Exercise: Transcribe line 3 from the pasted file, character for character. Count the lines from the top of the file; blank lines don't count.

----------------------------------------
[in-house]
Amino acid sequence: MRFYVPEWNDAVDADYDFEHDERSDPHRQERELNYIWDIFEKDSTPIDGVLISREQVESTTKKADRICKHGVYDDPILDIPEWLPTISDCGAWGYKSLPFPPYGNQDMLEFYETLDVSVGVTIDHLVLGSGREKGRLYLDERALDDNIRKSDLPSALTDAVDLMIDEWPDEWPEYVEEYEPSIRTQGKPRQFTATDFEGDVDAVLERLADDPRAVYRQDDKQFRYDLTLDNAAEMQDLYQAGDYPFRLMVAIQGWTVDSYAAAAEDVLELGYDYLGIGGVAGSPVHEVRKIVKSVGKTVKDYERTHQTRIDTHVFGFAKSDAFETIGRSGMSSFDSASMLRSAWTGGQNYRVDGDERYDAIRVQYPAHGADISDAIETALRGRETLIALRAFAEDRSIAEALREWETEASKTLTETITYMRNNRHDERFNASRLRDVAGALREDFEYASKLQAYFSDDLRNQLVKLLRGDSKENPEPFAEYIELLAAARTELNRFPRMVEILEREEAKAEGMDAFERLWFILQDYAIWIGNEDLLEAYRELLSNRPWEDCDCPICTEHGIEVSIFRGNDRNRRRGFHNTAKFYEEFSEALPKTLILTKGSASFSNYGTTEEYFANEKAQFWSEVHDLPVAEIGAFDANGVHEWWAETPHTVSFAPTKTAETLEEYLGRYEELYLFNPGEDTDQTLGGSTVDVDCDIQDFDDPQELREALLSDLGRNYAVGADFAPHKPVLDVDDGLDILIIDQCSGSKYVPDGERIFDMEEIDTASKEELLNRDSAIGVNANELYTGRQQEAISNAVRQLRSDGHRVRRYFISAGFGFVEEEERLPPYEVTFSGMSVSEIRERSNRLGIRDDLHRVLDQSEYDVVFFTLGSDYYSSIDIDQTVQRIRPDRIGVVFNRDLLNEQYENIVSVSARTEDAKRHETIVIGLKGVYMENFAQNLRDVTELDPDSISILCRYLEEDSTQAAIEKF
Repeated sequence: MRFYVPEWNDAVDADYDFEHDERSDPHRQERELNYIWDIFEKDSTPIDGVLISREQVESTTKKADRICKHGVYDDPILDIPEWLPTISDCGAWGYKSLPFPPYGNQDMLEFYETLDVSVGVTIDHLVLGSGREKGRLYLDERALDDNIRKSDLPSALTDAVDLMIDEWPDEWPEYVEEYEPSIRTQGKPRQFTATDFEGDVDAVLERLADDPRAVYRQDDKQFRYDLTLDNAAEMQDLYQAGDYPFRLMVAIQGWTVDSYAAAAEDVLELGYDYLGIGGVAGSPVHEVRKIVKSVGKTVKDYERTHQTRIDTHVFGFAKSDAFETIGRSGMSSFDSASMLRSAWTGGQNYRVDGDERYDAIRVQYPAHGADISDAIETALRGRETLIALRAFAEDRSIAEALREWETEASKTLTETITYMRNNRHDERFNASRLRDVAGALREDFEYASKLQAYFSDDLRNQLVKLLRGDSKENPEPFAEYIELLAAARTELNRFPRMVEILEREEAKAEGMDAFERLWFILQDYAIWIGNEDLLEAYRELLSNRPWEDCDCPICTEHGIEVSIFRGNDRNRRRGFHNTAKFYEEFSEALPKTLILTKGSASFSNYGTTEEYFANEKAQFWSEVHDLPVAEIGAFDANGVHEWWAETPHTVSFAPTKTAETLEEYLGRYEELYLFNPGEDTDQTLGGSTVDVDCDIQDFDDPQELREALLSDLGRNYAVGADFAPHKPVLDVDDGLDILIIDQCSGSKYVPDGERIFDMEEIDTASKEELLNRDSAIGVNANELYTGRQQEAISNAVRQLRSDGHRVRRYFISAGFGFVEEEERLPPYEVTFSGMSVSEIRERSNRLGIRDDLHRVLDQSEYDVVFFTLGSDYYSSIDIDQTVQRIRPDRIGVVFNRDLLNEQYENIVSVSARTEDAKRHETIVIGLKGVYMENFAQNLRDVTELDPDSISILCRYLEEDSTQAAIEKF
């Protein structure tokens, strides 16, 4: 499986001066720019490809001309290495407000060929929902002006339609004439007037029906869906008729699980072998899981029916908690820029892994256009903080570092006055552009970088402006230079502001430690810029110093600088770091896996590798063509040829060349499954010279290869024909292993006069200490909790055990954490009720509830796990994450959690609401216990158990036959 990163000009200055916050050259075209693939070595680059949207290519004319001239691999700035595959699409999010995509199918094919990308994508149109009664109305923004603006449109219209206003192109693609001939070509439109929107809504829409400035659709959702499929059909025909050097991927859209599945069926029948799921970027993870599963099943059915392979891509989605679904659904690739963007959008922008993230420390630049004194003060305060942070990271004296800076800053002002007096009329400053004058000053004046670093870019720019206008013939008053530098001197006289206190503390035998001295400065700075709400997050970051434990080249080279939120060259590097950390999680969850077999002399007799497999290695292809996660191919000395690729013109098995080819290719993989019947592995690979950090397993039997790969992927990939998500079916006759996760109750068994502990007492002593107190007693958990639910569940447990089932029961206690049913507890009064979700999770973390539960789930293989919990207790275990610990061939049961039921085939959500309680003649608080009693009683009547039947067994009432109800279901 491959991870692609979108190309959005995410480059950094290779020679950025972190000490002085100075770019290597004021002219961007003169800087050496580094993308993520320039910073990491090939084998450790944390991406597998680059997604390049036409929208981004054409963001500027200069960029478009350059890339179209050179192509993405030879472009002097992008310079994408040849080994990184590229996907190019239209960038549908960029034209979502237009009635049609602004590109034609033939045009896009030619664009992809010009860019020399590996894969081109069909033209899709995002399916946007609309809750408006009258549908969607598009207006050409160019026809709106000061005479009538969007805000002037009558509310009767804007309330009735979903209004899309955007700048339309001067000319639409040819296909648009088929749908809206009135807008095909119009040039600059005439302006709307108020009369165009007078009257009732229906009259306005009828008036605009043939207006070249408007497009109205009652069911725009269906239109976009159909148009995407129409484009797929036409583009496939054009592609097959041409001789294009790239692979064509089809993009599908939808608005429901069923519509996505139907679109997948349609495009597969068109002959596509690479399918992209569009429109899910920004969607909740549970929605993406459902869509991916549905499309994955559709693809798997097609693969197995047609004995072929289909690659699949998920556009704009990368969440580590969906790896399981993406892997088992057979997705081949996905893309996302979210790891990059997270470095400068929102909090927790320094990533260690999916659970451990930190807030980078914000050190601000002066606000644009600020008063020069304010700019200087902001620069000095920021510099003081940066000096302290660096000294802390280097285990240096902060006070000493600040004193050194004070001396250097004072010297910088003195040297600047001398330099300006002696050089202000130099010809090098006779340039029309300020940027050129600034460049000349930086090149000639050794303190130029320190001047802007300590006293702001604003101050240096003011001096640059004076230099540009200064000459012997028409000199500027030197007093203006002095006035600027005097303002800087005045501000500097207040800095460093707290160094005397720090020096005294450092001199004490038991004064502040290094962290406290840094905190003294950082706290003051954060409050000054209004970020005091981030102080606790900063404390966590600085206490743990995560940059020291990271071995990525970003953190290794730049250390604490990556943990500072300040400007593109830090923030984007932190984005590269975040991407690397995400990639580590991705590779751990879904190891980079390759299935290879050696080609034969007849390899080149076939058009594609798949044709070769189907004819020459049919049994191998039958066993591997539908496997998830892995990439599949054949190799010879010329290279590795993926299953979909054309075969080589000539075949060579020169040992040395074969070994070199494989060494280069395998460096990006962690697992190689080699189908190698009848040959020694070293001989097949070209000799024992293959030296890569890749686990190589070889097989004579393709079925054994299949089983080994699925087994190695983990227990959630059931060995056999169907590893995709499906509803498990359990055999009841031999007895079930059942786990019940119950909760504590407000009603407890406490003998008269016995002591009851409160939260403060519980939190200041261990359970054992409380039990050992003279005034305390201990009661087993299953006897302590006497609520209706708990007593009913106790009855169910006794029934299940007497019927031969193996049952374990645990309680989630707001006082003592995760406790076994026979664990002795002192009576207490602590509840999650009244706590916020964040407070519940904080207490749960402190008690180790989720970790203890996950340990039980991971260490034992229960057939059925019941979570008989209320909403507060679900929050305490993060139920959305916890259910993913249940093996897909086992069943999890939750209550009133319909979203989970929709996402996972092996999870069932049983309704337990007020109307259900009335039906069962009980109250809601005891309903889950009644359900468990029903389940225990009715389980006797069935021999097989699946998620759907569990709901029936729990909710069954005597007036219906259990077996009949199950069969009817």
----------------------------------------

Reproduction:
Repeated sequence: MRFYVPEWNDAVDADYDFEHDERSDPHRQERELNYIWDIFEKDSTPIDGVLISREQVESTTKKADRICKHGVYDDPILDIPEWLPTISDCGAWGYKSLPFPPYGNQDMLEFYETLDVSVGVTIDHLVLGSGREKGRLYLDERALDDNIRKSDLPSALTDAVDLMIDEWPDEWPEYVEEYEPSIRTQGKPRQFTATDFEGDVDAVLERLADDPRAVYRQDDKQFRYDLTLDNAAEMQDLYQAGDYPFRLMVAIQGWTVDSYAAAAEDVLELGYDYLGIGGVAGSPVHEVRKIVKSVGKTVKDYERTHQTRIDTHVFGFAKSDAFETIGRSGMSSFDSASMLRSAWTGGQNYRVDGDERYDAIRVQYPAHGADISDAIETALRGRETLIALRAFAEDRSIAEALREWETEASKTLTETITYMRNNRHDERFNASRLRDVAGALREDFEYASKLQAYFSDDLRNQLVKLLRGDSKENPEPFAEYIELLAAARTELNRFPRMVEILEREEAKAEGMDAFERLWFILQDYAIWIGNEDLLEAYRELLSNRPWEDCDCPICTEHGIEVSIFRGNDRNRRRGFHNTAKFYEEFSEALPKTLILTKGSASFSNYGTTEEYFANEKAQFWSEVHDLPVAEIGAFDANGVHEWWAETPHTVSFAPTKTAETLEEYLGRYEELYLFNPGEDTDQTLGGSTVDVDCDIQDFDDPQELREALLSDLGRNYAVGADFAPHKPVLDVDDGLDILIIDQCSGSKYVPDGERIFDMEEIDTASKEELLNRDSAIGVNANELYTGRQQEAISNAVRQLRSDGHRVRRYFISAGFGFVEEEERLPPYEVTFSGMSVSEIRERSNRLGIRDDLHRVLDQSEYDVVFFTLGSDYYSSIDIDQTVQRIRPDRIGVVFNRDLLNEQYENIVSVSARTEDAKRHETIVIGLKGVYMENFAQNLRDVTELDPDSISILCRYLEEDSTQAAIEKF